How Hockey and Sales Go Hand in Hand

Men playing ice hockey
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For decades, people have associated sales with sports. Whether it's the motivational speeches heard during sales meetings around the world or the comparisons made between the extra effort needed to take your game to the next level; the similarities between sports and sales are everywhere.

While a case could be made for virtually and sport, hockey shares the most with a typical sales career. And here's how.

The Negotiation Table Can be a Slippery Surface

Hockey is played on ice and, in case you weren't aware, ice is slippery. So too can negotiations be. It's all too easy for a sales professional to lose traction during negotiations and fall flat on their face. It takes plenty of skills for a hockey player to stop on a dime, turn and change direction. A sales rep also needs the master the skill of stopping a sales cycle that is leading in the wrong direction and additional skill to alter the course and direction of the sales cycle or the mood of the negotiation session.

Power Plays in Hockey and Sales

In hockey, a power play happens when one team has a player (or two) penalized and have to sit in the penalty box for the duration of the assessed penalty. The other team has an immediate, one player advantage. 

In sales, power plays happen when a sales professional has an advocate, that works for the client, supporting them.

Your competition is immediately put at a disadvantage. You're up one player, and your competition needs to gather their defenses and do their best to weather the storm.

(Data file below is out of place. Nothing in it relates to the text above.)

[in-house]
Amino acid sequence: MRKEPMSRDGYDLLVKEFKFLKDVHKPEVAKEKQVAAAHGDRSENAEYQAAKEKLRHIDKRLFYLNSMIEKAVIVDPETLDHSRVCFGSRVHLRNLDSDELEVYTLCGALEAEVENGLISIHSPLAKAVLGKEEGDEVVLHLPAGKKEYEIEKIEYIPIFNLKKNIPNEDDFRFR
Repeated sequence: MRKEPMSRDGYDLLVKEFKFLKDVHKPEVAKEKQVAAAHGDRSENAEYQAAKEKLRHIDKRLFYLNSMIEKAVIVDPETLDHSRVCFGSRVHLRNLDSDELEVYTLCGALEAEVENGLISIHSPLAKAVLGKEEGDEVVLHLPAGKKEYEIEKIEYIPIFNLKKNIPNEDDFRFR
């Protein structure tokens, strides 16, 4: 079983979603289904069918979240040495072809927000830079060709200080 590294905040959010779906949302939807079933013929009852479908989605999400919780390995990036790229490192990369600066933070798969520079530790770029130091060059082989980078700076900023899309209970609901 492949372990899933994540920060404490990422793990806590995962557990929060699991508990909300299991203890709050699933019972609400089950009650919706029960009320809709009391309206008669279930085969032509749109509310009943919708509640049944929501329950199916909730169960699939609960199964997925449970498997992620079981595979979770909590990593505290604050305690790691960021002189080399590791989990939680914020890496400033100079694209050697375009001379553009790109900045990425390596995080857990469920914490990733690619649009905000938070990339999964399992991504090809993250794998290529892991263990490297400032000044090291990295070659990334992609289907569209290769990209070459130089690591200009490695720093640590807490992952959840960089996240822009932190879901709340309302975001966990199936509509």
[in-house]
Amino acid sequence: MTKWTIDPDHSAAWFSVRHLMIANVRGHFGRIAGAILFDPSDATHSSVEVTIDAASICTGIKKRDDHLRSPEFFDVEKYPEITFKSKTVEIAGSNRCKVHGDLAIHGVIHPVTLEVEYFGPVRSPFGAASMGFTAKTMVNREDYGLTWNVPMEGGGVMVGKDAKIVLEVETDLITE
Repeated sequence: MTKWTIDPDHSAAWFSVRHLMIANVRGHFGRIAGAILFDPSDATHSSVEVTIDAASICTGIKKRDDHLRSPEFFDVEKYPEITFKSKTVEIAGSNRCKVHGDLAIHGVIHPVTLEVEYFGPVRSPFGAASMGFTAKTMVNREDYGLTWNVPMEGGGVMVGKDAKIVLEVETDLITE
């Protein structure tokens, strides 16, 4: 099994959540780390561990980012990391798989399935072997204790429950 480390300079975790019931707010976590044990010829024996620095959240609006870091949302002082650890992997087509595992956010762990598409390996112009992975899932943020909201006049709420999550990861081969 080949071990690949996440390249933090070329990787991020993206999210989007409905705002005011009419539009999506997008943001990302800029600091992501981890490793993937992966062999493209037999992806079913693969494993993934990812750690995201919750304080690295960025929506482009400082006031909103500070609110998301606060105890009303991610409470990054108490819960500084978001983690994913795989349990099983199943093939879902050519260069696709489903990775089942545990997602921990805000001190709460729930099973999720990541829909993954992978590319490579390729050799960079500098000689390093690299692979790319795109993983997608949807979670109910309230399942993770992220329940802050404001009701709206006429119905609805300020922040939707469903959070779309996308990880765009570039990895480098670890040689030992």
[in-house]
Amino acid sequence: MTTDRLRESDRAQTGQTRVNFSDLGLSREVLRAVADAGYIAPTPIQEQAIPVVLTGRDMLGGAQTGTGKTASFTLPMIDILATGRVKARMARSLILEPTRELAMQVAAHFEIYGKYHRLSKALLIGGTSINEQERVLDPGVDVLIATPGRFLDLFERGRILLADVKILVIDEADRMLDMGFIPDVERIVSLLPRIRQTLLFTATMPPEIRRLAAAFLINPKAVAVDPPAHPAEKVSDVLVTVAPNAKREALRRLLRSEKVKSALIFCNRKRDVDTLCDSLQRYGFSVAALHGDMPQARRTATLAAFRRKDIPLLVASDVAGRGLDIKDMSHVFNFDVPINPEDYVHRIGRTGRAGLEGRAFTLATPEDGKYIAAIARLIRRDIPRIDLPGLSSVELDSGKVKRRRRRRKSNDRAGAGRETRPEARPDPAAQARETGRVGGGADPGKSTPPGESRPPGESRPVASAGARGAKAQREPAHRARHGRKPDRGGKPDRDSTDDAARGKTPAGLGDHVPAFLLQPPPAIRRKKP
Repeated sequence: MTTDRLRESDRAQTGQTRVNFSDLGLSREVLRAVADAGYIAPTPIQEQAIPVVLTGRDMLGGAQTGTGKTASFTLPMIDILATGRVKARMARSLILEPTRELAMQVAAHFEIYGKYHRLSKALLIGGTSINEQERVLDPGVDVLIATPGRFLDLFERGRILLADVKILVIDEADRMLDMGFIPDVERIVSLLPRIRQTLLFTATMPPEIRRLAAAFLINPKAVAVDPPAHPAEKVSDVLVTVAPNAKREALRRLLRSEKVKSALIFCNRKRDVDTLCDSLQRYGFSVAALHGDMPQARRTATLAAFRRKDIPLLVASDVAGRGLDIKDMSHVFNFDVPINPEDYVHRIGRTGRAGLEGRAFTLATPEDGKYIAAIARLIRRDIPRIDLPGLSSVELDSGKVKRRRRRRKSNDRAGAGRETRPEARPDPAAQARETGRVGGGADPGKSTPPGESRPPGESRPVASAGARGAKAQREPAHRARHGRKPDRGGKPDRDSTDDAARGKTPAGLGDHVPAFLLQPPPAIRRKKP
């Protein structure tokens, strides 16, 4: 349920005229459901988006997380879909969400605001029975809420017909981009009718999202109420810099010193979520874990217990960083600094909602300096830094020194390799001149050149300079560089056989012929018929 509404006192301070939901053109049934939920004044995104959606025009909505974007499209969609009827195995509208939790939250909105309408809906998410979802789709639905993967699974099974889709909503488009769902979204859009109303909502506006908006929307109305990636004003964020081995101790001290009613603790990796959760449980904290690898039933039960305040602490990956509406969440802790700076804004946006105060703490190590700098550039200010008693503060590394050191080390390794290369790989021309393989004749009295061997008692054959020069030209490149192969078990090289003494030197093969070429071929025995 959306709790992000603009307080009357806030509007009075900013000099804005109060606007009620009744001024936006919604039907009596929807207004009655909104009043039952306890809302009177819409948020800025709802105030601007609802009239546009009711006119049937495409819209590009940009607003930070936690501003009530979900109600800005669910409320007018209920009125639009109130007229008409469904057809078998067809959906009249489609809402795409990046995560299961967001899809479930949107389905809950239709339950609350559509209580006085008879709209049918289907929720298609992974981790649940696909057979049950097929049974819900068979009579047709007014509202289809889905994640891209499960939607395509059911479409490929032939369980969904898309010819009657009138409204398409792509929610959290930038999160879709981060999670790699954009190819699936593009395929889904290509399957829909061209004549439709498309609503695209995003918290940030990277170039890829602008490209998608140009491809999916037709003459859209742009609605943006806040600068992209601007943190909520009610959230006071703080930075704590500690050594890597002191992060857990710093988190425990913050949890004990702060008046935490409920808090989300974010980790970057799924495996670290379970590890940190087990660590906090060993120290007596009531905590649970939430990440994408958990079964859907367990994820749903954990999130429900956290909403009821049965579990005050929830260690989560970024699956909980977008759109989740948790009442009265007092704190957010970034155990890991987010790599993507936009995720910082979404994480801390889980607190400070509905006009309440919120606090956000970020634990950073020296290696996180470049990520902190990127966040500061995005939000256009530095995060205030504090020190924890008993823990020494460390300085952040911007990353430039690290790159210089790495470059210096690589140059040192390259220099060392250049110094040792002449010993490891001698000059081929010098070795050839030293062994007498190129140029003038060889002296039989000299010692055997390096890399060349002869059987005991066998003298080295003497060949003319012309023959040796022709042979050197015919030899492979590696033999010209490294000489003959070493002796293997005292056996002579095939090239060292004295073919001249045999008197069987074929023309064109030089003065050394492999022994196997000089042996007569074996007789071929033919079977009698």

But, just like in hockey, short-handed goals are not that uncommon. If the team with the advantage gets sloppy or loses focus, their competition may steal the puck, drive the length of the ice and score a shorthanded goal.

In sales, if you are in a power play position, do not lose focus or take anything for granted. Giving up a shorthanded goal is pretty embarrassing in hockey and is pretty costly in sales.

Specialists

In hockey, players are assigned to specific positions or roles based on their skill set. A goalie minds the net, forwards drive the offense and defensive players defend their end of the ice. Many teams also have an "enforcer" on their roster, whose job it is to goat an opposing player into a fight, thus disrupting the flow of the game.

In sales, your enforcer could be a teammate who excels at hard closing, your defensive players might be your support team, and your product specialists, teammates, and managers can all be part of your offensive team.

The best hockey teams make sure their position players know their roles when they hit the ice and you, as a sales professional, need to make sure that everyone and anyone you bring into your sales opportunities knows their expected roles.

The last thing a hockey team wants to see is their goalies skating down the ice, believing he should try to score a goal instead of defending the net. Likewise, you don't want someone with little or no closing skills, charging into a closing meeting, and trying to bring home the sale.

Pass the Puck

Unless there's a breakaway, you'll see an awful lot of passing during a hockey game. Players pass the puck to their teammates to spread out the defense or to find a lane to shoot at the net. 

In sales, you need to build up your sales skills so you can notice who on your sales team is in a better position than are you to advance the sales cycle. If you notice your specialist is building a stronger rapport with the decision maker? Pass them the puck.

Notice your manager is more respected during a closing meeting? Let her take the lead.

And if you notice that your sales team are all in a weaker position than yours, drive towards the net and take a shot. As the Great One Wayne Gretzky said, "You miss 100% of all the shots you never take!"

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